Michael Lundholm, Lundholm Associates, Museum Planning Consultants, 369-401 Richmond Street West, Toronto, Canada, M6P 2T9
The suitability of collection storage and processing spaces is a dominant factor affecting preservation. Planning and designing such spaces involves an extensive list of interrelated considerations derived from preventive conservation. A methodical approach can help an institution develop facilities that optimize conditions for those collections. This chapter proposes an overall planning methodology and discusses the application of specific considerations for arriving at a clear and defensible definition of spatial needs.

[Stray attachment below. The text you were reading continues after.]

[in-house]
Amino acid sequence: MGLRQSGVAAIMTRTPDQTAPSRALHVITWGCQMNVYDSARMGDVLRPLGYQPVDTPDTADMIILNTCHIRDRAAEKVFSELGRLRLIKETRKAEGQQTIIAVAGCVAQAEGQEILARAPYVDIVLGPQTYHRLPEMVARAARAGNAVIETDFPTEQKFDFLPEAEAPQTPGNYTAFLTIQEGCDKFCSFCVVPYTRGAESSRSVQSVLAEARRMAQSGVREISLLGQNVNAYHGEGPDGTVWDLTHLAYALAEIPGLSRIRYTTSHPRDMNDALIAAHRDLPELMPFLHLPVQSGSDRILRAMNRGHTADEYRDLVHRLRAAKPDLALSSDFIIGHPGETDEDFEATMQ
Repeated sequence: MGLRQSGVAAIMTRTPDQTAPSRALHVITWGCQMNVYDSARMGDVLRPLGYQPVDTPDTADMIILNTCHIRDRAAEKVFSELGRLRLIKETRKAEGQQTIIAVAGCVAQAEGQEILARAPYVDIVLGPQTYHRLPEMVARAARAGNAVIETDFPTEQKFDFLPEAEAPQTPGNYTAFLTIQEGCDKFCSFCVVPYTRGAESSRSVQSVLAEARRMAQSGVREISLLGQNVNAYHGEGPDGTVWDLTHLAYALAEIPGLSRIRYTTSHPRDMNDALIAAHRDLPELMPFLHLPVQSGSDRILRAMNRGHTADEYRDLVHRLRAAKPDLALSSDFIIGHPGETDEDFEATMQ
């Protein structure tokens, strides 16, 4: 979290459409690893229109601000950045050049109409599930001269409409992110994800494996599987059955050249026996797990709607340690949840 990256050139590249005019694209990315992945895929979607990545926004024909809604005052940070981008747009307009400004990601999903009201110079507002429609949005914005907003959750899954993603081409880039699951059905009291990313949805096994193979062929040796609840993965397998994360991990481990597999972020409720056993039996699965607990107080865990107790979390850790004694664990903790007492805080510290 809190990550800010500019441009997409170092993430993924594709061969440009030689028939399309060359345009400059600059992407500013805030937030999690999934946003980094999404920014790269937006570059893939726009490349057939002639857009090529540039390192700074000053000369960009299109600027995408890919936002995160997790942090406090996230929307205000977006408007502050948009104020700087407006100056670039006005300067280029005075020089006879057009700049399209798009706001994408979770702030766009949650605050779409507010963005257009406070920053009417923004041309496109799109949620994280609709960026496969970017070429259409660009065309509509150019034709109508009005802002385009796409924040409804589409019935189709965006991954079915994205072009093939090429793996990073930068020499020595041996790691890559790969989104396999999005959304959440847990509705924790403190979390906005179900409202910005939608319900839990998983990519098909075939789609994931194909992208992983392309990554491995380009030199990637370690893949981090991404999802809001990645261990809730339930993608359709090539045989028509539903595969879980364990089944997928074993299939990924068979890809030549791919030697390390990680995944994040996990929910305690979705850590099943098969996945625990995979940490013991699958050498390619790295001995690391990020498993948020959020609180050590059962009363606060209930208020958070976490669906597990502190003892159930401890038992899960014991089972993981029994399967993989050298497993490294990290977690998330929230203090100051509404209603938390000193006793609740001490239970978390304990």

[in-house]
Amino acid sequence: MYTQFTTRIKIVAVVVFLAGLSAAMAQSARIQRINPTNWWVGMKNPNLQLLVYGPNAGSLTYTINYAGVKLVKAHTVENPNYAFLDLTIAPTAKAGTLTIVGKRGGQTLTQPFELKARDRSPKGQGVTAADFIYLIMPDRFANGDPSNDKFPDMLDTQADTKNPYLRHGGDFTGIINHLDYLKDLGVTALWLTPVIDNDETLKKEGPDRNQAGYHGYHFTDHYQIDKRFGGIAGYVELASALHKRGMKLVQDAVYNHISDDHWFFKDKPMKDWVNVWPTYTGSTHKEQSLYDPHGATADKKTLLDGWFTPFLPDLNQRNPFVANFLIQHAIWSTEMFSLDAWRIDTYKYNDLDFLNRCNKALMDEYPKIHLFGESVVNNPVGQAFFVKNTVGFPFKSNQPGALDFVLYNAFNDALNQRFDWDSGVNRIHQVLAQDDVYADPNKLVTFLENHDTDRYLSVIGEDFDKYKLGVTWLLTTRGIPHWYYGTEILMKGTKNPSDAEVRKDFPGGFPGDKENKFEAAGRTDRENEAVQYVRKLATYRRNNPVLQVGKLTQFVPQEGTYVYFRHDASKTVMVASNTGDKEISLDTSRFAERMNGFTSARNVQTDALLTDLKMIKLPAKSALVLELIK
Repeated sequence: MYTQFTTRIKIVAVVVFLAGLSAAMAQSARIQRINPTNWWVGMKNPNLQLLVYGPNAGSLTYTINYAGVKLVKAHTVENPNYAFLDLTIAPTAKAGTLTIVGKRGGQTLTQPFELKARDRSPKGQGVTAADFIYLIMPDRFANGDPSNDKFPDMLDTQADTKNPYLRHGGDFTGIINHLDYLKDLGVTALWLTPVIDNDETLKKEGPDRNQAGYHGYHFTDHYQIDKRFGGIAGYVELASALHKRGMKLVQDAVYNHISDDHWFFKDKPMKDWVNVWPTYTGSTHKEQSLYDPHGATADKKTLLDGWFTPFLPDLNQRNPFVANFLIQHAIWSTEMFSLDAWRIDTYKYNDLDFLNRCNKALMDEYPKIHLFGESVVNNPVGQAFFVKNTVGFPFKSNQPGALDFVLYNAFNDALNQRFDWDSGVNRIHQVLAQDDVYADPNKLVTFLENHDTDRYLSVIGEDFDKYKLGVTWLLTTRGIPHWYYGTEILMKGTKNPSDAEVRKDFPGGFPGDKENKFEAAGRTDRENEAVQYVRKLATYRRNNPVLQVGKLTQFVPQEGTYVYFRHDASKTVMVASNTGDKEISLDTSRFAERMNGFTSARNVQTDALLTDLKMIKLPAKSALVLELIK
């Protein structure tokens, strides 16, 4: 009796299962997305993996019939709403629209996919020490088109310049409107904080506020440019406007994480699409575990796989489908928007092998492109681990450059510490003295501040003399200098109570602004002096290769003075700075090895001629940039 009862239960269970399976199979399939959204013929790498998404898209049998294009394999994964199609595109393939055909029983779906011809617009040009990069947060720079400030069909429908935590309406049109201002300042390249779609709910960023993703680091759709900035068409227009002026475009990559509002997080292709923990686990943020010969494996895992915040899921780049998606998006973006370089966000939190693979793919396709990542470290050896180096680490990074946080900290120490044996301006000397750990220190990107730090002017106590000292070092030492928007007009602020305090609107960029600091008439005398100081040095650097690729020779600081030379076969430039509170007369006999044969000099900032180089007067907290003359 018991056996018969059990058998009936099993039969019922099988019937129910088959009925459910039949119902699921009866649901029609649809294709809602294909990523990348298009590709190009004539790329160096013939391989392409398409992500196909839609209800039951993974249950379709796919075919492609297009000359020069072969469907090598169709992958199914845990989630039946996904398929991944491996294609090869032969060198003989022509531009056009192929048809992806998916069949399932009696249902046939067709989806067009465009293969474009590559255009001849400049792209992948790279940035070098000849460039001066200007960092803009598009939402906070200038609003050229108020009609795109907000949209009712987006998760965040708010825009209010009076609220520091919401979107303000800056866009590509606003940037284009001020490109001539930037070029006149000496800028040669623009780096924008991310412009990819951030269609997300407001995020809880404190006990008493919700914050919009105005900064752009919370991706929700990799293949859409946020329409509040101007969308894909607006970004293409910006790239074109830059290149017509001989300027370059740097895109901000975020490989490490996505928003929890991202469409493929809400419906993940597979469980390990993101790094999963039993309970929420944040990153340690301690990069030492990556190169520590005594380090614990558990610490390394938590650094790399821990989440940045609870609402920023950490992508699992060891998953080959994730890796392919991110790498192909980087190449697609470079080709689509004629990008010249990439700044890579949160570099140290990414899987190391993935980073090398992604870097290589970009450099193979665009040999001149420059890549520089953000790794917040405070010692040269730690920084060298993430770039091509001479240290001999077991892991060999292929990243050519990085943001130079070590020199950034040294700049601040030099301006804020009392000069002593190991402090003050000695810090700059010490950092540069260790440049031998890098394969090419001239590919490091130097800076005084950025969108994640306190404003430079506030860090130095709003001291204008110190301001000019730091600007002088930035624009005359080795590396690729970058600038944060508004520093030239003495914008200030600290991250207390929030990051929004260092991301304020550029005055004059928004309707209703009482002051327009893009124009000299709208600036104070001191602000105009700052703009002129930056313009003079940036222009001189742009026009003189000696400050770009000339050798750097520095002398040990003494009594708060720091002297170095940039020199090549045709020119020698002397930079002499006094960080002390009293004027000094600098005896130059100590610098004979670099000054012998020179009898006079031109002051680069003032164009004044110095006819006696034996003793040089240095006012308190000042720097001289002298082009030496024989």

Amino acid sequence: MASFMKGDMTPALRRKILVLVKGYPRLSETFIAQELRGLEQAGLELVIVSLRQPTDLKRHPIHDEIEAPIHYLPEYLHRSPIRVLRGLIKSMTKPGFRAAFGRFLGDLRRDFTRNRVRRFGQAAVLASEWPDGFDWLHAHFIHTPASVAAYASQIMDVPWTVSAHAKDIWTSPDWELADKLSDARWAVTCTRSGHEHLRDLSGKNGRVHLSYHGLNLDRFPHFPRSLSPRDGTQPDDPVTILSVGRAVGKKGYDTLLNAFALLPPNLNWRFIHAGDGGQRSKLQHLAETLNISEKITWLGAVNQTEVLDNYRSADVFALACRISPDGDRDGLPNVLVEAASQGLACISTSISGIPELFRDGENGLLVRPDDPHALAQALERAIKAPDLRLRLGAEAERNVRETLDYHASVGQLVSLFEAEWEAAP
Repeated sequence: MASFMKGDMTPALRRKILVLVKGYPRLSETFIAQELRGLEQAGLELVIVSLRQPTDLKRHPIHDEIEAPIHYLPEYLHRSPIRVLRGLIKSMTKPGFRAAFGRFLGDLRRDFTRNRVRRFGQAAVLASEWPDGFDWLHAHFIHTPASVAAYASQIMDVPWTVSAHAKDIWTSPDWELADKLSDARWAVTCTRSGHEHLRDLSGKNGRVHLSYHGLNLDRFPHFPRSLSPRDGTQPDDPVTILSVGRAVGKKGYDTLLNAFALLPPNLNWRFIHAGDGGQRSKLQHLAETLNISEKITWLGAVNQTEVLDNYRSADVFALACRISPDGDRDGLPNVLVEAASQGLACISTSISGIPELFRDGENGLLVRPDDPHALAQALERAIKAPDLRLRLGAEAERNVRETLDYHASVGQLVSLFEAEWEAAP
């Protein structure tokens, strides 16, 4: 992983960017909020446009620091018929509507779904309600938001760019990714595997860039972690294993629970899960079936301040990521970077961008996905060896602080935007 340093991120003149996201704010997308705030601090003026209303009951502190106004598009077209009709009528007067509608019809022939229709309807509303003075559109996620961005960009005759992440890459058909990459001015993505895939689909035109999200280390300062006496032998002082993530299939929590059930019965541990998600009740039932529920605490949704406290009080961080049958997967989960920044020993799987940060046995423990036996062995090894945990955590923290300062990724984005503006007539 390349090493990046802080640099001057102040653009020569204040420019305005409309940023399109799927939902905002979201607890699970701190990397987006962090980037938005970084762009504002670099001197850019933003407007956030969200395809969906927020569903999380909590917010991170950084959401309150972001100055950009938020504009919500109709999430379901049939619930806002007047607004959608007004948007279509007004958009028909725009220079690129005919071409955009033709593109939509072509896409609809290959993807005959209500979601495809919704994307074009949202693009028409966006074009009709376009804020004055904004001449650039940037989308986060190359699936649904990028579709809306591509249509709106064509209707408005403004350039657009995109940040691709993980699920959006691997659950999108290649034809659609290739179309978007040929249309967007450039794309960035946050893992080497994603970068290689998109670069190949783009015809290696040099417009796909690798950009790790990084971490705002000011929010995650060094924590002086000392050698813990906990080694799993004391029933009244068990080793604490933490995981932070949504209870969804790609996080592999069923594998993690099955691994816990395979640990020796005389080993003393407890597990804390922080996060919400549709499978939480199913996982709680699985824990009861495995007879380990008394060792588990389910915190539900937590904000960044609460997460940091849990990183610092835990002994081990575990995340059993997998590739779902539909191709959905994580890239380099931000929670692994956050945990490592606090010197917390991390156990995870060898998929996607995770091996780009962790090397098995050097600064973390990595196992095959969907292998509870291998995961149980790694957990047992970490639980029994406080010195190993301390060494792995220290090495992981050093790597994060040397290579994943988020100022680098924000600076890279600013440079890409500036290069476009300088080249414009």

Planning begins with an understanding of the collections to be housed. The categorization of collections by need and delineation and quantification of spaces is the core of the process. Decisions on formats for each collection type, determination of access criteria, and planning for growth all affect the sizing of spaces. The qualities of each space also need to be determined in a balanced response to all risks affecting collection preservation. Peripheral planning considerations such as the placement of work spaces and the linkage with gateway functions must also be integrated. By reviewing all of these considerations systematically and proposing a logical sequence for their application this chapter facilitates a more coherent and accessible planning process leading to better spaces and ultimately to improved collection care.